As the dust begins to settle from last Tuesday's hijacking and attacks, more and more people are coming to terms with their connections (friends, loved ones) to these events. Invariably, these connections are being underscored with a sense of blame--that is, over the past week, the label of terrorism has taken on a very personal and heated connotation.
"Communism" was over-used and misused in the '50s, and when such a word emerges as an uncompromising label--one that has no comeback or defense--it threatens civil liberties. Such broad terms can serve as the maiden step in a witch-hunt.
In an unfortunate coincidence, on Wednesday, September 26, City Council will vote whether to renew a resolution for the so-called Joint Terrorism Task Force. When the Task Force--a collaborative effort between the local police and the FBI--debuted a year ago, the term terrorism seemed a bit heavy-handed. Now, it seems like a solemn demand for law enforcement to step up their efforts. And who, at this point, would be willing to stand up against anything labeled as "terrorism" or "against security measures" designed to thwart terrorism?
In Portland, an immediate question is how far we plan to allow rash decisions regarding citizen's safety to sprawl--and over how many innocent people's liberties. Until last Tuesday's tragedies, it seems as if the Task Force was in jeopardy. During the group's tenure, political activists have complained about undue harassment and clampdowns on their privacy. But in light of thousands of lost lives, such complaints seem potentially trivial.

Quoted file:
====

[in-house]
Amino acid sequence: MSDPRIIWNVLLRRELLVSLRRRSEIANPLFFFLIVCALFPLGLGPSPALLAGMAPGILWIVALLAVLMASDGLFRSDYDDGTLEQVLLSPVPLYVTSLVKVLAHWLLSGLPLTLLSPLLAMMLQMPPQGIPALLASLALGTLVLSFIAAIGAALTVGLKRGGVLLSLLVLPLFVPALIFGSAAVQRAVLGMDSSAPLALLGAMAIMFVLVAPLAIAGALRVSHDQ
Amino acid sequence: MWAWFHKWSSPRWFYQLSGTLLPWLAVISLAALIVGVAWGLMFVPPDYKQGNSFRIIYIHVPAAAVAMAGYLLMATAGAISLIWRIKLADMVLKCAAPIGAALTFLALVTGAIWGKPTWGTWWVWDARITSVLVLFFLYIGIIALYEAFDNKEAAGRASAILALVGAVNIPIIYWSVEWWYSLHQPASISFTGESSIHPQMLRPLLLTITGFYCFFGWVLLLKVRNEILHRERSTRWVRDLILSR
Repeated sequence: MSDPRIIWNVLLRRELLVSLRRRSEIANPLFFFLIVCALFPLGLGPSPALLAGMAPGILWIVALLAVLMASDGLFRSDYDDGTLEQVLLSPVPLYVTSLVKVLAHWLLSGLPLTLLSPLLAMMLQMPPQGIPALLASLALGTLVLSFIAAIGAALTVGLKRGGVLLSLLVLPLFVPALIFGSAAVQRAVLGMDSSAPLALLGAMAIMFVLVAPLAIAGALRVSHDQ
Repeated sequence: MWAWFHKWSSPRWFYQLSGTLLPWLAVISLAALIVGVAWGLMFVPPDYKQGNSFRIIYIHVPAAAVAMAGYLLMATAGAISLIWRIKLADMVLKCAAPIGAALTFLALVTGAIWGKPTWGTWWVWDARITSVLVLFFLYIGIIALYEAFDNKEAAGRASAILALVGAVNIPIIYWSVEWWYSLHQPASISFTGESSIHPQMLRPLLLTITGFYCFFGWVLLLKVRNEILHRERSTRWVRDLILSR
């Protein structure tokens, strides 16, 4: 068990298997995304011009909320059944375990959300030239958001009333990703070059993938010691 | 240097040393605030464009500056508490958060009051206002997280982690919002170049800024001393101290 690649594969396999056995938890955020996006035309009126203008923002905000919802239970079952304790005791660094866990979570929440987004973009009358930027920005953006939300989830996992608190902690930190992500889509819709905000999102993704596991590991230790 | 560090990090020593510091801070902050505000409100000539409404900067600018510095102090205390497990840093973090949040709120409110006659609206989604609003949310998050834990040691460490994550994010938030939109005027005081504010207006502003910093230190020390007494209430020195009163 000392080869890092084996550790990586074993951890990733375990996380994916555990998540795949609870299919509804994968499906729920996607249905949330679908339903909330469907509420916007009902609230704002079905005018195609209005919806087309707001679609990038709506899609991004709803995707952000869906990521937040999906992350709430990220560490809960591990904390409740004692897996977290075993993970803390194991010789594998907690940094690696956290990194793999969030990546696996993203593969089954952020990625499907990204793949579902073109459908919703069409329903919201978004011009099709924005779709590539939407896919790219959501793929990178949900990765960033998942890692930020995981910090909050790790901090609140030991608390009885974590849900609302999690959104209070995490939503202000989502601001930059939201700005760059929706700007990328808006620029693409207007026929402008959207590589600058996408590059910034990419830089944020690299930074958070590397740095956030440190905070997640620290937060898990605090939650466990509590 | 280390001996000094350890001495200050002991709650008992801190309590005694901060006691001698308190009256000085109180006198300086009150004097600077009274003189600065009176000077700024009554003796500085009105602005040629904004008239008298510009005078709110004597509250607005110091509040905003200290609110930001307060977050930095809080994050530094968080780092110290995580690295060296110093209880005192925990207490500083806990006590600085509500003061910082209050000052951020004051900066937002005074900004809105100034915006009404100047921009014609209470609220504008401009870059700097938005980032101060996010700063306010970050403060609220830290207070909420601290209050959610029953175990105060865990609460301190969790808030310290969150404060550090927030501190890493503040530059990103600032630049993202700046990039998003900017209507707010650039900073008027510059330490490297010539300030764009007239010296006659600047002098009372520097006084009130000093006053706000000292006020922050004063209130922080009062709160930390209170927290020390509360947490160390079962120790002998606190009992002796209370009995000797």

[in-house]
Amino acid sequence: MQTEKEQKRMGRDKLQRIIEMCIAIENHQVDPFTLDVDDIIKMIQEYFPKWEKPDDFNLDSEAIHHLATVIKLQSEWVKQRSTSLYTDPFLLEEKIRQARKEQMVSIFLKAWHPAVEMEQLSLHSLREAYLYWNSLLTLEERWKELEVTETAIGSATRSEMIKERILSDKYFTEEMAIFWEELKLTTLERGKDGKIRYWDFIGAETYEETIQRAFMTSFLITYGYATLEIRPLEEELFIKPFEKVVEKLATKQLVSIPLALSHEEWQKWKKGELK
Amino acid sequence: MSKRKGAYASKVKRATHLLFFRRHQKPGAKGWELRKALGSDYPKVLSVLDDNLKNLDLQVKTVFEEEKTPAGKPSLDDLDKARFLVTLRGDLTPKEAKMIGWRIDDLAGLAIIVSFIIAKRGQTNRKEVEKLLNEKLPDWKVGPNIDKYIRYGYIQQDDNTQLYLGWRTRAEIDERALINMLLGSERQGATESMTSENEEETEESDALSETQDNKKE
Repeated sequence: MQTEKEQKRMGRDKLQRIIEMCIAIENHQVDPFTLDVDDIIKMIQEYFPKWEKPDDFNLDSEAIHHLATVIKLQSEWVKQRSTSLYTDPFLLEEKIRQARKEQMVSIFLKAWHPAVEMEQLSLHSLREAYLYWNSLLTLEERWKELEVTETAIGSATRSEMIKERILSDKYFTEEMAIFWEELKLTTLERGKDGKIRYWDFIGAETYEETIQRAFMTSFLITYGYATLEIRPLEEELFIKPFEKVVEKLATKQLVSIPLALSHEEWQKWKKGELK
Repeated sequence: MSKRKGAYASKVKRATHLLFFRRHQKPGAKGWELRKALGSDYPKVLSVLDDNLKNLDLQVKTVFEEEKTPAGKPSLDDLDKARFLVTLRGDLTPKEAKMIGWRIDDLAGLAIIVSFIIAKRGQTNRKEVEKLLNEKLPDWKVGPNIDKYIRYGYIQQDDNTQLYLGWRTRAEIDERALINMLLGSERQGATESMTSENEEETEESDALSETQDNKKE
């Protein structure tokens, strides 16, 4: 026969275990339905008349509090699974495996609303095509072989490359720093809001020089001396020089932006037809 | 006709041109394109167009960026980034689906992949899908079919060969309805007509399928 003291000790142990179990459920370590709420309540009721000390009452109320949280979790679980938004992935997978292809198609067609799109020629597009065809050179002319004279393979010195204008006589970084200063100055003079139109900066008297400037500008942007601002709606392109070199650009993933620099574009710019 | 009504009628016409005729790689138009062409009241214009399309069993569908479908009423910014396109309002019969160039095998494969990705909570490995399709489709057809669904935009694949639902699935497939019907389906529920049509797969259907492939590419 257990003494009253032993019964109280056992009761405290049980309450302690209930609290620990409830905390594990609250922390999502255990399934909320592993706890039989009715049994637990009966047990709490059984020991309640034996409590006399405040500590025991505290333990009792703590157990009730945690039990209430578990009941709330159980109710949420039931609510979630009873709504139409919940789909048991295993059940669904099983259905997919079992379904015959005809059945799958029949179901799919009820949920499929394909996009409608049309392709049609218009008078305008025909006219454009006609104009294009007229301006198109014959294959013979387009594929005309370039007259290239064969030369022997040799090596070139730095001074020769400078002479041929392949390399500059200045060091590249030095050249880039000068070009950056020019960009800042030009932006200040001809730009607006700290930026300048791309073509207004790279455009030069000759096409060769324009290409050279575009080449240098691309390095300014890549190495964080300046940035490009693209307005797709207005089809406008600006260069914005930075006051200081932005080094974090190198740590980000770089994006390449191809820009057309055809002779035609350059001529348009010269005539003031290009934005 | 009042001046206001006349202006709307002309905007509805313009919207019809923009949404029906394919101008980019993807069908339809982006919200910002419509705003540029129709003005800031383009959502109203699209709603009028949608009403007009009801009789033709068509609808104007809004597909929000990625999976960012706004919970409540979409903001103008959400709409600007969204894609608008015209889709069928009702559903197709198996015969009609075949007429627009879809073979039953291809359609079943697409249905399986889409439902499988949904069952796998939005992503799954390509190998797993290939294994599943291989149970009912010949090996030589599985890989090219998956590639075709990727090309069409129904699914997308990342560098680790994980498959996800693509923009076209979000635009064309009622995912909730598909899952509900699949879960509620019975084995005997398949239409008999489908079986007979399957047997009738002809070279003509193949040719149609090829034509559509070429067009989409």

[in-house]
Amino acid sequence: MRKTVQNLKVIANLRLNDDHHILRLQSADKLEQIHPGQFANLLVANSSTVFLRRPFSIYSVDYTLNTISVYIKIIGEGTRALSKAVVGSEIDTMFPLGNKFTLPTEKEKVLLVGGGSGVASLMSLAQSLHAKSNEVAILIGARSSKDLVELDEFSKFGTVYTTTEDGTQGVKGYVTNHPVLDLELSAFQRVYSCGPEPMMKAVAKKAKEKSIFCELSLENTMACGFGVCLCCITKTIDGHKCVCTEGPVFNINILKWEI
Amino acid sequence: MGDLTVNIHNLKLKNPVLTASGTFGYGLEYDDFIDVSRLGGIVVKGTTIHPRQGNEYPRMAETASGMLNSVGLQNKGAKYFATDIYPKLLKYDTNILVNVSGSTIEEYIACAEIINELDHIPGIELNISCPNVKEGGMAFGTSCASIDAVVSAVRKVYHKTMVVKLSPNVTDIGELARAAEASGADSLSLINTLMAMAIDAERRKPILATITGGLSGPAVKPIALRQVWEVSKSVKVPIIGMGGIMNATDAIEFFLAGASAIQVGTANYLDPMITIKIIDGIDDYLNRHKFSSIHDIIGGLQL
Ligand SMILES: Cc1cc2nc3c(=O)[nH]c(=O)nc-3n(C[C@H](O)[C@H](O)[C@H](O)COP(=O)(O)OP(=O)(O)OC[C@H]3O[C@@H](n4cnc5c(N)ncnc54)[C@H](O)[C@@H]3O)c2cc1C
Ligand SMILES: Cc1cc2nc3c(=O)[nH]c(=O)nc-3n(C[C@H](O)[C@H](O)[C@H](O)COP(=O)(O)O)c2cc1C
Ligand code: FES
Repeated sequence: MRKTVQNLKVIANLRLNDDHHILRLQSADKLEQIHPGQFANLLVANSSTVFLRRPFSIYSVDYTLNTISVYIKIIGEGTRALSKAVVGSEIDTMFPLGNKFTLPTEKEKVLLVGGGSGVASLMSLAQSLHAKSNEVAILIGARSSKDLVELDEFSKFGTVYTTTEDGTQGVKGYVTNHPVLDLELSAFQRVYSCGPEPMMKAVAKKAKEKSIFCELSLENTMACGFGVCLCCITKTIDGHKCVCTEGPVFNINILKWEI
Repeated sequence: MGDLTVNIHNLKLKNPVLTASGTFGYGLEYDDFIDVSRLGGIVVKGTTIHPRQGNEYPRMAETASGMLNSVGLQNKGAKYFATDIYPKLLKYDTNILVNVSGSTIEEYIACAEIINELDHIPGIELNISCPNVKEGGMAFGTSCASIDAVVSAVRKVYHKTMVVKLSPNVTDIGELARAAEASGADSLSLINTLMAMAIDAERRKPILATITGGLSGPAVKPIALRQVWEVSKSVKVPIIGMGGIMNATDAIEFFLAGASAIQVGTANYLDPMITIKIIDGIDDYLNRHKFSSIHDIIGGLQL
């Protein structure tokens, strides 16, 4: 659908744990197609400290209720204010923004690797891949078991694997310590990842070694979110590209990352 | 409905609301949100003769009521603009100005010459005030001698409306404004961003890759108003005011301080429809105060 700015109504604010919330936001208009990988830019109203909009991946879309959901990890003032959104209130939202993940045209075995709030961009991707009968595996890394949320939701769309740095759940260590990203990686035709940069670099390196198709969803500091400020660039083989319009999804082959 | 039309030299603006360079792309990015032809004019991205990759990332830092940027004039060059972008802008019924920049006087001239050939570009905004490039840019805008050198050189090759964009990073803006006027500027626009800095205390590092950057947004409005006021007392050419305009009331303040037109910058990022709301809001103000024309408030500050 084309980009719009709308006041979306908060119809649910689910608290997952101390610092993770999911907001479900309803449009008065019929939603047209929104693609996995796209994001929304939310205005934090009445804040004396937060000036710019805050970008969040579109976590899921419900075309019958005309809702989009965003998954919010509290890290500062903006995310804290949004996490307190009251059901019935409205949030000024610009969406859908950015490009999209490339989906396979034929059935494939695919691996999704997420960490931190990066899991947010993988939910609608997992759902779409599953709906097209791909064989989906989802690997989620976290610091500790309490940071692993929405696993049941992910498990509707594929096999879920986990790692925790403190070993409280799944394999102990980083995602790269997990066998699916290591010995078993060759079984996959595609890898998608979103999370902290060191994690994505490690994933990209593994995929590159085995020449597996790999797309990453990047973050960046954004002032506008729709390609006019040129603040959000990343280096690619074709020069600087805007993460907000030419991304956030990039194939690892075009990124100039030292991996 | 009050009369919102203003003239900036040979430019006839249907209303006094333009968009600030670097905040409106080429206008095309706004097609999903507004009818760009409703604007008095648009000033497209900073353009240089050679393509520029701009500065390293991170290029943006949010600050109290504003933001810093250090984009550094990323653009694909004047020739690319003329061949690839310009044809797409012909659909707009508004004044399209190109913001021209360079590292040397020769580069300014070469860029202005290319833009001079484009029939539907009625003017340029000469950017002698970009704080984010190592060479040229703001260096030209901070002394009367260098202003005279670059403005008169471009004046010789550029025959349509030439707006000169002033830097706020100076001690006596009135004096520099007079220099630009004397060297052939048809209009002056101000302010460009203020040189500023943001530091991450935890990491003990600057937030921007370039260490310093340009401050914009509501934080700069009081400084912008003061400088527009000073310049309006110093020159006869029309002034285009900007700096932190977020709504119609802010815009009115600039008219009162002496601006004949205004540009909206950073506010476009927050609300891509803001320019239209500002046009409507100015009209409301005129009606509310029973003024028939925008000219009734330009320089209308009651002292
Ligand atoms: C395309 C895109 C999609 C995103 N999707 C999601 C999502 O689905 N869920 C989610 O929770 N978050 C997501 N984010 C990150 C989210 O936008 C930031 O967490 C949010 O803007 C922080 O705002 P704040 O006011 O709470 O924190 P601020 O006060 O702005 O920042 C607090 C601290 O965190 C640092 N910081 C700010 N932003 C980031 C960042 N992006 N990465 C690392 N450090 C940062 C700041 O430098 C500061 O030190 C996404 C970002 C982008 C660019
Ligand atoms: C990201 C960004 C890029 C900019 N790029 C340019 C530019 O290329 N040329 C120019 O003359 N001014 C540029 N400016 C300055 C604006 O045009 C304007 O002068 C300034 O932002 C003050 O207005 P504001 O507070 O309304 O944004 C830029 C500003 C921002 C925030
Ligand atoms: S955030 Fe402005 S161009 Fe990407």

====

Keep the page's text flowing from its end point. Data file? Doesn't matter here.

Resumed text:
But surrendering to drum-banging patriotism and alleged needs for more surveillance is letting the real terrorists win. Already thousands of lives have been lost, but conceding to fear and paranoia also means giving away basic liberties that make America such a remarkable nation.
Restoring the soul of America will not be accomplished by intensifying the means for a police state--that is the very antithesis of the liberties on which America was founded. When City Council commences next Wednesday, demand that they ask for hard data about how the Task Force operates and who they target. Do not allow this decision to be made with emotions alone. PHIL BUSSE